“Plimpton! Starring George Plimpton As Himself” shows Plimpton as a Kennedy confidant, talking to the first lady, left, while watching the America’s Cup race in 1962. (Laemmle Zeller Films)

Don’t let the aristocratic elocution fool you. George Plimpton’s blue-blooded pedigree seems to re-establish itself with every dropped r, and yet the first time he appears onscreen in the documentary “Plimpton! Starring George Plimpton as Himself,” the lanky, noodle-limbed character is dressed in a pink leotard and matching tights.

He was many things, the documentary reveals, but self-serious was not among the late writer’s lengthy list of descriptors.

What does make the roster: last-string quarterback for the Detroit Lions, New York Philharmonic triangle player, sparring partner to boxing great Archie Moore, Boston Bruins goalie and big-top trapeze artist (hence the clingy get-up). All of these short-term positions, and many more, were part of his “participatory journalism,” which yielded stories for “Sports Illustrated,” among other publications, and books, such as bestseller “Paper Lion.”

Plimpton was willing to humiliate himself as an amateur among professionals to give Everyday Joes a window into an elite world. But that inclination wasn’t the only thing that makes Plimpton a worthy documentary subject. Directors Tom Bean and Luke Poling dig beneath the writer’s superficial story, which would probably prove interesting by itself.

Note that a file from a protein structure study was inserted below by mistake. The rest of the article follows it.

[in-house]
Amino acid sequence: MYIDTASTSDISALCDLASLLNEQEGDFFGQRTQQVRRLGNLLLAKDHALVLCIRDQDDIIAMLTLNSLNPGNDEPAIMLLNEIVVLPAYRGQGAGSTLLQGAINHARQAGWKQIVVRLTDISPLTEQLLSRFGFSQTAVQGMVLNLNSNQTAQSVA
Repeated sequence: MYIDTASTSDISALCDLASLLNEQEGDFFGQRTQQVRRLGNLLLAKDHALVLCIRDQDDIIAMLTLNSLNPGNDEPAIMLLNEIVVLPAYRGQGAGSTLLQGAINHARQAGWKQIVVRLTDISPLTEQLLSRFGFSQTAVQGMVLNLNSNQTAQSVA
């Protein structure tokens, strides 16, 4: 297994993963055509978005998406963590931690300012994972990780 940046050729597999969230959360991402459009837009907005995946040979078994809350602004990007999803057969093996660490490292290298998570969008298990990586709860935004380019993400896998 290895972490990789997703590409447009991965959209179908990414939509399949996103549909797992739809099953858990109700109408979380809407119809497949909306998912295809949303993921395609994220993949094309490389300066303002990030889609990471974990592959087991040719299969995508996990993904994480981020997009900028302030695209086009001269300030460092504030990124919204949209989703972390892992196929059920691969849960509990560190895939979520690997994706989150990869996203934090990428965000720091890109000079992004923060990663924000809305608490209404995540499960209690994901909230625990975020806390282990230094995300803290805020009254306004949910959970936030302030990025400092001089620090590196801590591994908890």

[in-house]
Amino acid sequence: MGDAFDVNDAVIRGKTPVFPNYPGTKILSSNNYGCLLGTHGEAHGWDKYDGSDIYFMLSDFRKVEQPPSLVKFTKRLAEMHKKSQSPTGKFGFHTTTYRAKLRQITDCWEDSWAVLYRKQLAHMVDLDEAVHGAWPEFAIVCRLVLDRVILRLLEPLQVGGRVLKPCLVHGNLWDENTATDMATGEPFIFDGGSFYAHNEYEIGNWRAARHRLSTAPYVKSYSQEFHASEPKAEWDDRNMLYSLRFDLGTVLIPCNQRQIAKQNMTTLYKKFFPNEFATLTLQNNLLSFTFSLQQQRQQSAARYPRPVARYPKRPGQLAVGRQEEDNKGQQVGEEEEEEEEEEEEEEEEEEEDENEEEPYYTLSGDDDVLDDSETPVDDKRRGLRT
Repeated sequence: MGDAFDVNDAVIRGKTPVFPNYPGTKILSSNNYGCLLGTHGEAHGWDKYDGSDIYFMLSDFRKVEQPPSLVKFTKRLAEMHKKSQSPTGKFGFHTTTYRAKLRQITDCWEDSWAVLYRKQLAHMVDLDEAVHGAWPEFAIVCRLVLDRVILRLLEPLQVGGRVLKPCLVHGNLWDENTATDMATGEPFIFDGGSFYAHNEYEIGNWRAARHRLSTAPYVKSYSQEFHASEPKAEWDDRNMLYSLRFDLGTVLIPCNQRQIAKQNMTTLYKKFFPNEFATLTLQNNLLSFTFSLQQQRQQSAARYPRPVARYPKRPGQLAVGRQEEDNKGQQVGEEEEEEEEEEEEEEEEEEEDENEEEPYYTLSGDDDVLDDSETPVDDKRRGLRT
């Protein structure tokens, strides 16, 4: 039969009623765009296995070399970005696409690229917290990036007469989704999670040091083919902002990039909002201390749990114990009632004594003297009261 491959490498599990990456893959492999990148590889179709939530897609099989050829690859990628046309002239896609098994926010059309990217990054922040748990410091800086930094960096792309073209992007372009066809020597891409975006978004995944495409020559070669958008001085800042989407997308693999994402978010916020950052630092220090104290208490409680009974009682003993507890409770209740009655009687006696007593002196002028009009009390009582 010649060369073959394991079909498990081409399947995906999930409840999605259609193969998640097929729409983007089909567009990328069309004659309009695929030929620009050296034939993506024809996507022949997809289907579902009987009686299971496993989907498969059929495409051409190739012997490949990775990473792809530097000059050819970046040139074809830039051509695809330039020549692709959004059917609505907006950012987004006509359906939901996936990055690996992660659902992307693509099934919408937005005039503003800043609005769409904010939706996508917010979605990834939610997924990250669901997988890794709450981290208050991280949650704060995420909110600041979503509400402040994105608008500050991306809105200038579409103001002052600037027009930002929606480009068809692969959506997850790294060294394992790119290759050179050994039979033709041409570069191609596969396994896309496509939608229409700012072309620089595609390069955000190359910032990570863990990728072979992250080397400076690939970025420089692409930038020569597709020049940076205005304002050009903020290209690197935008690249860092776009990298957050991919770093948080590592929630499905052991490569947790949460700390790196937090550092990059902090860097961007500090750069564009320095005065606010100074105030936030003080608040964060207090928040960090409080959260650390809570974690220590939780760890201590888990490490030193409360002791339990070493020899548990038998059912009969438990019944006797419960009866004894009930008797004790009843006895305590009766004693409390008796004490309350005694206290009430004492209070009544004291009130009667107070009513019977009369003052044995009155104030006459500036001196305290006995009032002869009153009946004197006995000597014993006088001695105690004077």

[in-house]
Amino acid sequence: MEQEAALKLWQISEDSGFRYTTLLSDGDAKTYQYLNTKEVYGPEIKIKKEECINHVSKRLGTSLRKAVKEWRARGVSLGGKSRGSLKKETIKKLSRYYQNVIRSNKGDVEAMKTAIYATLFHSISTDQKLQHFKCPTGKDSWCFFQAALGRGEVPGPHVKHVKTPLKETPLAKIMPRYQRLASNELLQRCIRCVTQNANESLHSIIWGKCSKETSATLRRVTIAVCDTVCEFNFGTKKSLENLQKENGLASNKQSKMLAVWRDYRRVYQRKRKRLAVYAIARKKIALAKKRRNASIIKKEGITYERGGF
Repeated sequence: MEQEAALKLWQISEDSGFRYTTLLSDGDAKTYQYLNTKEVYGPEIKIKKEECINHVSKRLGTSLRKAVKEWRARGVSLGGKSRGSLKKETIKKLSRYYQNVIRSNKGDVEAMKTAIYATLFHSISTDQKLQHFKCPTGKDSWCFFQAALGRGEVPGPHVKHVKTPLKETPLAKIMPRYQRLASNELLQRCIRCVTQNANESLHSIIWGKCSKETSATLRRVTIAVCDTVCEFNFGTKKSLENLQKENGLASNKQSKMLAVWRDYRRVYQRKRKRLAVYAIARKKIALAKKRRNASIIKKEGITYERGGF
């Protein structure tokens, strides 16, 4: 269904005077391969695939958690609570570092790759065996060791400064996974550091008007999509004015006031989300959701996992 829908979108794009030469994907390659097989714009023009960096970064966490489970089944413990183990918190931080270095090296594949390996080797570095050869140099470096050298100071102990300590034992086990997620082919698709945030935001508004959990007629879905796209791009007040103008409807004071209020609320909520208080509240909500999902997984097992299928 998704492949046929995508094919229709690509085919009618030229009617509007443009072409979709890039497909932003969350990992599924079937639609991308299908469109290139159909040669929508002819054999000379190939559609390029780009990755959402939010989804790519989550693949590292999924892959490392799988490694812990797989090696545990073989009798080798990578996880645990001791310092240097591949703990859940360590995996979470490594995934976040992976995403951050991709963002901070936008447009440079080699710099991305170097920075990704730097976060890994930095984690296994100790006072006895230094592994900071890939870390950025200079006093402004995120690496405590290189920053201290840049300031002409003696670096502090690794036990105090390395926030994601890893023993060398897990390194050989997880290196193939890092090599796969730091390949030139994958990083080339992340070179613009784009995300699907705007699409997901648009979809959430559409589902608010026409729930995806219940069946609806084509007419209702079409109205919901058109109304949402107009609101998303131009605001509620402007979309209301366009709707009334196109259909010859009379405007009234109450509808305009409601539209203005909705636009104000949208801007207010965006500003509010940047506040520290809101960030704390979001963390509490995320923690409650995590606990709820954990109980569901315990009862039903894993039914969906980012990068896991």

Plimpton was an Upper East Side kid who failed at extracurriculars and didn’t fare much better academically. He was ultimately kicked out of Exeter, to the horror of his strict father, but went on to co-found the Paris Review. He served as the storied literary magazine’s editor from 1953 until his death 50 years later.

His personal life was equally compelling. Part of the Kennedy clan’s inner circle, Plimpton was present when Robert F. Kennedy was assassinated and helped wrestle the gun from Sirhan Sirhan. On the lighter side, he loved a good party and often hosted impromptu soirees with such invitees as Gore Vidal, Truman Capote, Tom Wolfe and Allen Ginsberg.

In many cases the filmmakers let Plimpton speak for himself with video and audio of speeches and book readings. But the insights from other interview subjects round out the portrait. Occasional party attendee Hugh Hefner calls Plimpton a class act, but the spur-of-the-moment celebrations failed to impress Plimpton’s first and second wives, both of whom are interviewed.

Further complicating the view, Plimpton’s friends and literary contemporaries call him a dilettante for his experiential exercises, which expanded to made-for-TV specials. He failed to live up to his writing potential, they say, instead starring in commercials for garage door openers, among other products. According to a wife, those profits financed the Paris Review.

Most compellingly, the filmmakers investigate the underlying meaning of Plimpton’s dabbling. Some say his ability to play professional sports was a way to make up for his earlier shortcomings; he may have been cut from the Exeter football team, but he managed to become a member of the Detroit Lions. But there are other, less simplistic explanations. Even his wives and children admit that the man never seemed comfortable getting close to people, and maybe participatory journalism allowed Plimpton to remain an outsider even while surrounded by a crowd.

Plimpton never quite fit anywhere. He was a brilliant writer, but not serious enough for the literati, and a perpetual naif among experts. In some moments his loner tendencies seem sad, but then there he is again in head-to-toe pink. He might look ridiculous preparing to swing on a trapeze bar, but it sure seems like he is enjoying the ride.


Unrated. At West End Cinema. Contains brief strong language. 89 minutes.